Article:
Today, the Congressional Oversight Panel (COP) held a hearing to examine executive compensation restrictions for companies that received Troubled Asset Relief Program (TARP) funds.

The following COP members made opening statements:

Ted Kaufman (D – DE), Chairman, Congressional Oversight Panel Damon Silvers, Director of Policy and Special Counsel, AFL-CIO Richard Neiman, Superintendent of Banks, New York State Banking Department Kenneth Troske, William B. Sturgill Professor of Economics, University of Kentucky The COP heard testimony from the following witnesses:

Panel 1:

  • Kenneth Feinberg, Special Master for TARP Executive Compensation (June 2009 – September 2010)

Panel 2:

  • Kevin Murphy, Kenneth L. Trefftz Chair in Finance, University of Southern California Marshall School of Business
  • Fred Tung, Howard Zhang Faculty Research Scholar and Professor of Law, Boston University School of Law
  • Rose Marie Orens, Senior Partner, Compensation Advisory Partners, LLC
  • Ted White, Strategic Advisor, Knight Vinke Asset Management; Co-Chair, Executive Remuneration Committee, International Corporation Governance Network

COP Chairman Kaufman opened the hearing by stating that “[i]n 2008, Congress authorized $700 billion to bail out the financial system … [a]s a condition of receiving taxpayer aid, companies were required to align their executive pay practices with the public interest. No one can argue against the ‘public interest,’ but in the context of executive pay, it is very difficult to define or measure.”

In the first panel, COP member Silvers questioned Mr. Feinberg about his conclusion that significant amount of executive pay was not appropriate, but was nonetheless in the public interest. When asked why the executive pay was inappropriate, Mr. Feinberg replied that such executive pay was not appropriate “because they were taking taxpayer money and feathering their own nests.” After some back and forth between the two, COP member Silvers stated that it seemed that Mr. Feinberg concluded that “it was not in the public’s interest to have an accurate finding here because it would trigger a process of recapture that you felt was not in the public interest to trigger.” Mr. Feinberg agreed.

COP member Neiman focused on the advantages of a rules-based vs. principles-based approach to executive compensation and noted that “it is clearly difficult to draw effective rules for all situations before the fact, but at the same time the enforcement of principles requires vigilance and discretion.” Mr. Feinberg stated that he saw the proper role for government as a combination of a principles-based and rules-based approach to executive compensation. “I think perhaps our most important proscription [was that] we concluded that compensation should be in the form of stock, but stock which cannot be transferable … except over a lengthy period of time so that long term performance of the company will determine the total pay package of the corporate official.”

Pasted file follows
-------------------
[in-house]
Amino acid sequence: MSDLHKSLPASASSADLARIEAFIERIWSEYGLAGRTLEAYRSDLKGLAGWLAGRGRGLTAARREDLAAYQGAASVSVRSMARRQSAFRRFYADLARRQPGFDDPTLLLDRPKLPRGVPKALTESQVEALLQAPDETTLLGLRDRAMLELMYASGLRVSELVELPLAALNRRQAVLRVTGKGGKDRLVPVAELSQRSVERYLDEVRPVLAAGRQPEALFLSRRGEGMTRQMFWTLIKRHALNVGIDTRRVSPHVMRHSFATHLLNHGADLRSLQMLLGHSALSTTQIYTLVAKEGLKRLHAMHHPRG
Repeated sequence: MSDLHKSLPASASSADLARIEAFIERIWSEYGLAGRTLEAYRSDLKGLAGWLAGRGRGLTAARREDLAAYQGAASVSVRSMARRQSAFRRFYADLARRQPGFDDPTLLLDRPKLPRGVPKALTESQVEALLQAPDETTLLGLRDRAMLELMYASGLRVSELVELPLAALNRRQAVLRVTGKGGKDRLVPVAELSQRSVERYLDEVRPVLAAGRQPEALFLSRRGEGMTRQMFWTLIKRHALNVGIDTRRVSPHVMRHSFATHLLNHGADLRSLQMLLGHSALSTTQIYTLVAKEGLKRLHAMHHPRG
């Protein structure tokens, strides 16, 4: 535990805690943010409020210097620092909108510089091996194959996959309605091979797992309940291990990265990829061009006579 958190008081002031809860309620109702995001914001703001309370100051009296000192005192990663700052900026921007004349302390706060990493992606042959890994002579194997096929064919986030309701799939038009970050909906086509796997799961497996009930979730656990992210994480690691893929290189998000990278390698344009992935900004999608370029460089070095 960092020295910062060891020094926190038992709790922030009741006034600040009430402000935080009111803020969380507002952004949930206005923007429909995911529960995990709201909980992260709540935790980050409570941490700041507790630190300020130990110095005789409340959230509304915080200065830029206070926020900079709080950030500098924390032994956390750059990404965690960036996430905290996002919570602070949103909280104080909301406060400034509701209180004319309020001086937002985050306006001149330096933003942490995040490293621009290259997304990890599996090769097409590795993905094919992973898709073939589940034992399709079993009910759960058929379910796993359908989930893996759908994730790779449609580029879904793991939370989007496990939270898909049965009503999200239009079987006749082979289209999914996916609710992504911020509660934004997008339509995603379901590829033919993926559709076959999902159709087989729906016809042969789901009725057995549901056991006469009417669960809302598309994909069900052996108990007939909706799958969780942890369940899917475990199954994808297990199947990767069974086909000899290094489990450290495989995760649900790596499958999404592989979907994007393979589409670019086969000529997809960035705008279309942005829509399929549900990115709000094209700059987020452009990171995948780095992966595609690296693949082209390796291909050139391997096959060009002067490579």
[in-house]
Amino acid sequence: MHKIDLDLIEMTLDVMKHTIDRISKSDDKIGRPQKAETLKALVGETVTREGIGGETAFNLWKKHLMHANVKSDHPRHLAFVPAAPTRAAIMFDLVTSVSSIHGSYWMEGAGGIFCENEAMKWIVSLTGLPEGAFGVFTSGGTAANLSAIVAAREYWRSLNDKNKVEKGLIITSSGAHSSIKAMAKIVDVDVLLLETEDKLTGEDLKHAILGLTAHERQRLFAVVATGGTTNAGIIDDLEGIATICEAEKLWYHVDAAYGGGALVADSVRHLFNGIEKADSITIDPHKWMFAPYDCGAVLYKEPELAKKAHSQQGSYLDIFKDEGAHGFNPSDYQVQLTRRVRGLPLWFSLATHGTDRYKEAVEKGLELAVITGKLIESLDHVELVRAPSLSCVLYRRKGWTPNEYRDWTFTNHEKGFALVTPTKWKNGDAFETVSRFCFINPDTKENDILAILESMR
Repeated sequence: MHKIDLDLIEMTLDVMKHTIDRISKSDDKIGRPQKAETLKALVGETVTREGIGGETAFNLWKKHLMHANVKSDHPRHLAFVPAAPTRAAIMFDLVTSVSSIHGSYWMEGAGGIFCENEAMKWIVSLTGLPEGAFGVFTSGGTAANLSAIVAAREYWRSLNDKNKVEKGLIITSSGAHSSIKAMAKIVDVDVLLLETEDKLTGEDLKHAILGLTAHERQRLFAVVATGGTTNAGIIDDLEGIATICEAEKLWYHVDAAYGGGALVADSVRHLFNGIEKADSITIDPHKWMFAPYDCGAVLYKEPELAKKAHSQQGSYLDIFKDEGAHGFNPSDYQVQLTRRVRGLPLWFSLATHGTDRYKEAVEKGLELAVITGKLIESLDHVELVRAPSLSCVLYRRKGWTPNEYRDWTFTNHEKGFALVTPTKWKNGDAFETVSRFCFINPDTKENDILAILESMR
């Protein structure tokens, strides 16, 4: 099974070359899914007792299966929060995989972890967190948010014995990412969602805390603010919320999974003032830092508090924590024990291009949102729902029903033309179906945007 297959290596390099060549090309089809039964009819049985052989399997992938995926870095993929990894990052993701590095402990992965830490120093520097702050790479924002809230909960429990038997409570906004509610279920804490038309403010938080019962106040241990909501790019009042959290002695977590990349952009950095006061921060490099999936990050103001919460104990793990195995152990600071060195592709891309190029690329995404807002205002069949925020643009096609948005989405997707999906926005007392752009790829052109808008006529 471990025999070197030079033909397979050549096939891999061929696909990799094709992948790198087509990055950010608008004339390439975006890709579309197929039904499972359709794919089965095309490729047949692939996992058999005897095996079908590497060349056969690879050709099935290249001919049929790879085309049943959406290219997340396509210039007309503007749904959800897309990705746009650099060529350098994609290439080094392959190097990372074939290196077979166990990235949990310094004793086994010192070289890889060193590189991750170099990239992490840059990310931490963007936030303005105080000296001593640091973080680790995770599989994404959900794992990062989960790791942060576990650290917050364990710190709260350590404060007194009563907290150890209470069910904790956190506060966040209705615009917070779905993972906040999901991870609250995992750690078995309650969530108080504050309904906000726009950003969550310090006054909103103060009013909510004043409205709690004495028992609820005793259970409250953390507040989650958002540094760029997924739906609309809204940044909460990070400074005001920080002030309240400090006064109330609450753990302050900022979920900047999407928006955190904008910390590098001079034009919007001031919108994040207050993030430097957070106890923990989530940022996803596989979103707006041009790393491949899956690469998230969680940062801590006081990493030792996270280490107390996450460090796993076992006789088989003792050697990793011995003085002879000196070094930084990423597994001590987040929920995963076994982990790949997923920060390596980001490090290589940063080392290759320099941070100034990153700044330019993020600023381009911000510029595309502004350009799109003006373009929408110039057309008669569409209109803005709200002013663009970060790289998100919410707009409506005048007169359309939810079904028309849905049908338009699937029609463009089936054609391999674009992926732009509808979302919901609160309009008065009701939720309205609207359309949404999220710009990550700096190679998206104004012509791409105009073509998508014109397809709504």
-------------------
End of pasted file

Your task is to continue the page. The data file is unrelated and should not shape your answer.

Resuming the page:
COP Chairman Kaufman asked Mr. Feinberg if he thought his work has led to an idea of what pay is reasonable. Mr. Feinberg replied in the affirmative and stated that “the main elements of pay should be … low guaranty base cash salary, the remaining compensation in X stock in that company which cannot be transferred except over a lengthy period of time and … more effective corporate regulation of golden parachutes, perks, end of career severance payments and pension plans.”

During the second panel, COP member Silvers challenged Mr. Murphy about his statement that “clearly [executives] were punished for their actions,” asserting that “one of the effects of TARP appears to have been to perpetuate the accumulation of wealth by the very people and institutions that seem to have been responsible for our nation’s economic catastrophe.”

COP member Troske noted that “if we could simply get rid of the government guaranty that has created ‘too big to fail firm,’ then many if not most of these problems would largely disappear.” Mr. Murphy stated that “it is just going to be a fact of life [that] we can reward executives on the upside all day long, but we’re never going to be able to penalize executives sufficiently for huge downside, whether they are purchasing insurance or not.”

COP Chairman Kaufman asked whether or not the TARP executive compensation restrictions have been effective. Ms. Orens replied in the affirmative and stated that the restrictions have affected compensation today, but she expressed concerns that companies will not stay on this course in the future.